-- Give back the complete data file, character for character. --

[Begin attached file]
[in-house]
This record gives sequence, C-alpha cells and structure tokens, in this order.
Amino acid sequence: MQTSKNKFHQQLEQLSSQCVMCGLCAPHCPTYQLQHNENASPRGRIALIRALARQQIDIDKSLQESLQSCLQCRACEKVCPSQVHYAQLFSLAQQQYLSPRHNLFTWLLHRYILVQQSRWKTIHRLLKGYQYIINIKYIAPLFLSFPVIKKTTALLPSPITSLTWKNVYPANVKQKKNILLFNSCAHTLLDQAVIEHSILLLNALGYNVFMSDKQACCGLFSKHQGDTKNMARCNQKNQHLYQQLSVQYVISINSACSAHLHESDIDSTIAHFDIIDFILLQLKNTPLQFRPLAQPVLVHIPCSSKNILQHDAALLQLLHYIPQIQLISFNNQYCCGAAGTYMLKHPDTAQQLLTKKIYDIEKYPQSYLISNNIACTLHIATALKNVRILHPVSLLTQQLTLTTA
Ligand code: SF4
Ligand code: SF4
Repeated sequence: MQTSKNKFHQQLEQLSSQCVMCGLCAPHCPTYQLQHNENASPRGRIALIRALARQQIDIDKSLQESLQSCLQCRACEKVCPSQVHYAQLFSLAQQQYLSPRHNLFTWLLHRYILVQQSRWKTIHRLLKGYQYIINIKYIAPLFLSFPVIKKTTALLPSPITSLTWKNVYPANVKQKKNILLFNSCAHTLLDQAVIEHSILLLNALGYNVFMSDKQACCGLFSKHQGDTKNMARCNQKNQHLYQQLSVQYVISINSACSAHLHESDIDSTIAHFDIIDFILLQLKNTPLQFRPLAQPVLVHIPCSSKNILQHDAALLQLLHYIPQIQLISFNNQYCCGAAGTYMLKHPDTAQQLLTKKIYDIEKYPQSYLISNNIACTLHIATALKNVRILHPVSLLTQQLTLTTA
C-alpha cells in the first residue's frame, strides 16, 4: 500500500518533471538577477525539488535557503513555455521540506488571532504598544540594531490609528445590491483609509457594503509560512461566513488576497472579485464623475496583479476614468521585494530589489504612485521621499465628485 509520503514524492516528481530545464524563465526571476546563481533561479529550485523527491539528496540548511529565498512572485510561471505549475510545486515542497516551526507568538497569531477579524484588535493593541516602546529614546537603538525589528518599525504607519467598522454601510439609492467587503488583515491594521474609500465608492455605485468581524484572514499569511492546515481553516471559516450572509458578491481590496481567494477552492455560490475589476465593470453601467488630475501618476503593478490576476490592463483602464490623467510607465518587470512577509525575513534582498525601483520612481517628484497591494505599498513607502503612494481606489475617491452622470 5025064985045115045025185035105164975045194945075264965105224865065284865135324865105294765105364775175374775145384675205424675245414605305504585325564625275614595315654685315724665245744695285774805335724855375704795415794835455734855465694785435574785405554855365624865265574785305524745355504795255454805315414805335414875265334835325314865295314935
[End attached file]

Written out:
[in-house]
This record gives sequence, C-alpha cells and structure tokens, in this order.
Amino acid sequence: MQTSKNKFHQQLEQLSSQCVMCGLCAPHCPTYQLQHNENASPRGRIALIRALARQQIDIDKSLQESLQSCLQCRACEKVCPSQVHYAQLFSLAQQQYLSPRHNLFTWLLHRYILVQQSRWKTIHRLLKGYQYIINIKYIAPLFLSFPVIKKTTALLPSPITSLTWKNVYPANVKQKKNILLFNSCAHTLLDQAVIEHSILLLNALGYNVFMSDKQACCGLFSKHQGDTKNMARCNQKNQHLYQQLSVQYVISINSACSAHLHESDIDSTIAHFDIIDFILLQLKNTPLQFRPLAQPVLVHIPCSSKNILQHDAALLQLLHYIPQIQLISFNNQYCCGAAGTYMLKHPDTAQQLLTKKIYDIEKYPQSYLISNNIACTLHIATALKNVRILHPVSLLTQQLTLTTA
Ligand code: SF4
Ligand code: SF4
Repeated sequence: MQTSKNKFHQQLEQLSSQCVMCGLCAPHCPTYQLQHNENASPRGRIALIRALARQQIDIDKSLQESLQSCLQCRACEKVCPSQVHYAQLFSLAQQQYLSPRHNLFTWLLHRYILVQQSRWKTIHRLLKGYQYIINIKYIAPLFLSFPVIKKTTALLPSPITSLTWKNVYPANVKQKKNILLFNSCAHTLLDQAVIEHSILLLNALGYNVFMSDKQACCGLFSKHQGDTKNMARCNQKNQHLYQQLSVQYVISINSACSAHLHESDIDSTIAHFDIIDFILLQLKNTPLQFRPLAQPVLVHIPCSSKNILQHDAALLQLLHYIPQIQLISFNNQYCCGAAGTYMLKHPDTAQQLLTKKIYDIEKYPQSYLISNNIACTLHIATALKNVRILHPVSLLTQQLTLTTA
C-alpha cells in the first residue's frame, strides 16, 4: 500500500518533471538577477525539488535557503513555455521540506488571532504598544540594531490609528445590491483609509457594503509560512461566513488576497472579485464623475496583479476614468521585494530589489504612485521621499465628485 509520503514524492516528481530545464524563465526571476546563481533561479529550485523527491539528496540548511529565498512572485510561471505549475510545486515542497516551526507568538497569531477579524484588535493593541516602546529614546537603538525589528518599525504607519467598522454601510439609492467587503488583515491594521474609500465608492455605485468581524484572514499569511492546515481553516471559516450572509458578491481590496481567494477552492455560490475589476465593470453601467488630475501618476503593478490576476490592463483602464490623467510607465518587470512577509525575513534582498525601483520612481517628484497591494505599498513607502503612494481606489475617491452622470 5025064985045115045025185035105164975045194945075264965105224865065284865135324865105294765105364775175374775145384675205424675245414605305504585325564625275614595315654685315724665245744695285774805335724855375704795415794835455734855465694785435574785405554855365624865265574785305524745355504795255454805315414805335414875265334835325314865295314935